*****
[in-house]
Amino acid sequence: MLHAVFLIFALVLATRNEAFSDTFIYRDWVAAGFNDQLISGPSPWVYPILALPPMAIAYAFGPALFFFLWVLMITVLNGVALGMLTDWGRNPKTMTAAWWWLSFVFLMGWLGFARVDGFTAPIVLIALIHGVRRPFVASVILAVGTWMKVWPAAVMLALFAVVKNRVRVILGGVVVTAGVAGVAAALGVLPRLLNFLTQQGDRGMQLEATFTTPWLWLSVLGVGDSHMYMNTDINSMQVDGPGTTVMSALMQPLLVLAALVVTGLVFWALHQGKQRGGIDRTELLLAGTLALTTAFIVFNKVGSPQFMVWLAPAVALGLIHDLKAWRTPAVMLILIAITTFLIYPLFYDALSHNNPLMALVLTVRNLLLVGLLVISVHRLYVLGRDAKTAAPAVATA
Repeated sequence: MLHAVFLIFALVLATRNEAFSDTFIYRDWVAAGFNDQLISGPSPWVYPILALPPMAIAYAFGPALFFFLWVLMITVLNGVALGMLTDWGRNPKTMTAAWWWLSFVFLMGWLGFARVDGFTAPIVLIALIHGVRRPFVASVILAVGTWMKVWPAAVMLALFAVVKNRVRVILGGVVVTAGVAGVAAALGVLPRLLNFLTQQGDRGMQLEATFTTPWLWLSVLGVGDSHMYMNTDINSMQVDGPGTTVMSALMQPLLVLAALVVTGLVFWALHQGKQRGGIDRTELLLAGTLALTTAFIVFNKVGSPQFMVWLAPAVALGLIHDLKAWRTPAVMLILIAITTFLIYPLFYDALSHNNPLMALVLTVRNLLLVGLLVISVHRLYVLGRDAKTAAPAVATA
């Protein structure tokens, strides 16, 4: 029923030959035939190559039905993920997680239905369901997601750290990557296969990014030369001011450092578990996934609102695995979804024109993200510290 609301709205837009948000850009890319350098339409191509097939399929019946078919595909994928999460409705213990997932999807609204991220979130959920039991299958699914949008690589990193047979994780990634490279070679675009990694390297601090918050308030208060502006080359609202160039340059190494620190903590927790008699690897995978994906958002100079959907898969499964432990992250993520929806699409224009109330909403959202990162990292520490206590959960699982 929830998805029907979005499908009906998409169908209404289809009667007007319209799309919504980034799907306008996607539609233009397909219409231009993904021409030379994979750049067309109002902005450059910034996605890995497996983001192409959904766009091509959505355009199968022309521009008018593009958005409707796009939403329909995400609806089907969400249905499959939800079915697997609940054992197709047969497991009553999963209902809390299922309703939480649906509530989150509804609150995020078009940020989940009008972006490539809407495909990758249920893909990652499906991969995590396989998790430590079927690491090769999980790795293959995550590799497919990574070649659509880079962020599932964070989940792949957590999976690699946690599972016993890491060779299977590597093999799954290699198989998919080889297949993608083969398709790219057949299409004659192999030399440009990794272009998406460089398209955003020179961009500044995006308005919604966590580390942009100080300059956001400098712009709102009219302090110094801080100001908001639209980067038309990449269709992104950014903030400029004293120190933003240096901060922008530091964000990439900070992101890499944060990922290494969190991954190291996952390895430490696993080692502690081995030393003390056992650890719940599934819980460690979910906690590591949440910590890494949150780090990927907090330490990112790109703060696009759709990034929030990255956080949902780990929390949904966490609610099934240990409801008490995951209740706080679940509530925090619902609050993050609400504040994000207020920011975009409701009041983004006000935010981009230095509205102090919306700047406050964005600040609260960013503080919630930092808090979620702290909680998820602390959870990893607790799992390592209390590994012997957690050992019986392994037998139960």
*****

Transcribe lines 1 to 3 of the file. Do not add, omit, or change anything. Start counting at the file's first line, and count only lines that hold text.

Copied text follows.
[in-house]
Amino acid sequence: MLHAVFLIFALVLATRNEAFSDTFIYRDWVAAGFNDQLISGPSPWVYPILALPPMAIAYAFGPALFFFLWVLMITVLNGVALGMLTDWGRNPKTMTAAWWWLSFVFLMGWLGFARVDGFTAPIVLIALIHGVRRPFVASVILAVGTWMKVWPAAVMLALFAVVKNRVRVILGGVVVTAGVAGVAAALGVLPRLLNFLTQQGDRGMQLEATFTTPWLWLSVLGVGDSHMYMNTDINSMQVDGPGTTVMSALMQPLLVLAALVVTGLVFWALHQGKQRGGIDRTELLLAGTLALTTAFIVFNKVGSPQFMVWLAPAVALGLIHDLKAWRTPAVMLILIAITTFLIYPLFYDALSHNNPLMALVLTVRNLLLVGLLVISVHRLYVLGRDAKTAAPAVATA
Repeated sequence: MLHAVFLIFALVLATRNEAFSDTFIYRDWVAAGFNDQLISGPSPWVYPILALPPMAIAYAFGPALFFFLWVLMITVLNGVALGMLTDWGRNPKTMTAAWWWLSFVFLMGWLGFARVDGFTAPIVLIALIHGVRRPFVASVILAVGTWMKVWPAAVMLALFAVVKNRVRVILGGVVVTAGVAGVAAALGVLPRLLNFLTQQGDRGMQLEATFTTPWLWLSVLGVGDSHMYMNTDINSMQVDGPGTTVMSALMQPLLVLAALVVTGLVFWALHQGKQRGGIDRTELLLAGTLALTTAFIVFNKVGSPQFMVWLAPAVALGLIHDLKAWRTPAVMLILIAITTFLIYPLFYDALSHNNPLMALVLTVRNLLLVGLLVISVHRLYVLGRDAKTAAPAVATA